SEC Settles Digital Asset Case
One of the key focuses of the Commission’s enforcement program has been retail investors and offering frauds. Frequently it is those investors who rush to purchase shares in the latest fad area only to find out that the investment is not really an investment but a fraud. In many instances those cases have involved coin offerings laced with buzz words such as blockchain. In one recent case the Commission was able to assist with the recovery of at least part of the lost funds. SEC v. Eyal, Civil Action No. 1:19-cv-11325 (S.D.N.Y. Filed Dec. 11, 2019).
Named as defendants were Eran Eyal, a dual citizen of South Africa and Israel residing in Brooklyn, and his firm, Uniteddata, Inc, d/b/a “Shopin.” Over a period of about eight months, beginning in August 2017, Defendants raised about $42.5 million in digital assets. Shopin supposedly planned to create a universal shopper profile that would track customer shopping histories at online retailers that would recommend purchases. The offering, conducted in typical two stage ICO fashion using a pre-sale and a sale, was based on a series of misrepresentations. Those included claims that two successful tests of Shopin’s approach had been conducted, a claim that the firm had on-going partnerships with well-known retailers, a representation that a prominent Silicon Valley blockchain entrepreneur advised the firm and a suggestion that a successful online company had invested in the firm. Shopin never created a functional platform. The proceeds from the offering were diverted to the personal use of Mr. Eyal. The complaint alleged violations of Securities Act Sections 5(a), 5(c) and 17(a) and Exchange Act Section 10(b).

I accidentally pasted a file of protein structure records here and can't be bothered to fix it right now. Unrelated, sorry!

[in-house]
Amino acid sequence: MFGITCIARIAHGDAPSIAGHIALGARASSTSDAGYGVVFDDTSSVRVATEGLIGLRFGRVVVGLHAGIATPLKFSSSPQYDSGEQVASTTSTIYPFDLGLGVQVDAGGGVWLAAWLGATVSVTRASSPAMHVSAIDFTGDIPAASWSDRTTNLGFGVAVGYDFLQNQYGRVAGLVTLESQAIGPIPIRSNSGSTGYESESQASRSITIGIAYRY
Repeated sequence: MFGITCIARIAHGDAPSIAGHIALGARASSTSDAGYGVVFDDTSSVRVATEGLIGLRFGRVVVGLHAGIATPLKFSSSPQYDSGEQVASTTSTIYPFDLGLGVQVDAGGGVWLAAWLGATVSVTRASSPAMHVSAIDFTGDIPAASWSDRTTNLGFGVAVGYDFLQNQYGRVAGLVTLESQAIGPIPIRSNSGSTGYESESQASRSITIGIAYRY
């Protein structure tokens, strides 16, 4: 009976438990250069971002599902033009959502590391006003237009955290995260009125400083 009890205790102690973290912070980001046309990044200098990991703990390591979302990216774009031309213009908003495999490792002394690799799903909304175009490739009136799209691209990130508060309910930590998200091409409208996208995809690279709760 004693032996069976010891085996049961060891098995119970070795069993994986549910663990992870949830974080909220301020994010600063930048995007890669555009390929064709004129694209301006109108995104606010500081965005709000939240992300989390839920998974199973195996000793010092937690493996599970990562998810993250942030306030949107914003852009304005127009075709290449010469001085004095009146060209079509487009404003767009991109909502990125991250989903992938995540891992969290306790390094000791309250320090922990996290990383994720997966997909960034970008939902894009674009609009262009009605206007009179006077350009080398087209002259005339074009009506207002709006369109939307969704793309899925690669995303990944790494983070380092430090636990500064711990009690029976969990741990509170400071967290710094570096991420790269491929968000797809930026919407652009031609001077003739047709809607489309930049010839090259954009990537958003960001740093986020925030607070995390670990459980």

The Commission settled with Eran Eyal. He consented to the entry of a permanent injunction based on the Sections cited in the complaint. The settlement, entered by the District Court, also contained an offer and a director bar and a conduct-based injunction tied to digital assets. In addition, the Court’s order requires him to pay disgorgement of $422,100 in ill-gotten gains and $34,940 in prejudgment interest. Those amounts are deemed satisfied by the payment of 3,105.78 Ether tokens pursuant to Mr. Eyal’s prior plea agreement in a parallel New York state criminal action. The claim as to Shopin was dismissed. See Lit. Rel. No. 24842 (June 23, 2020).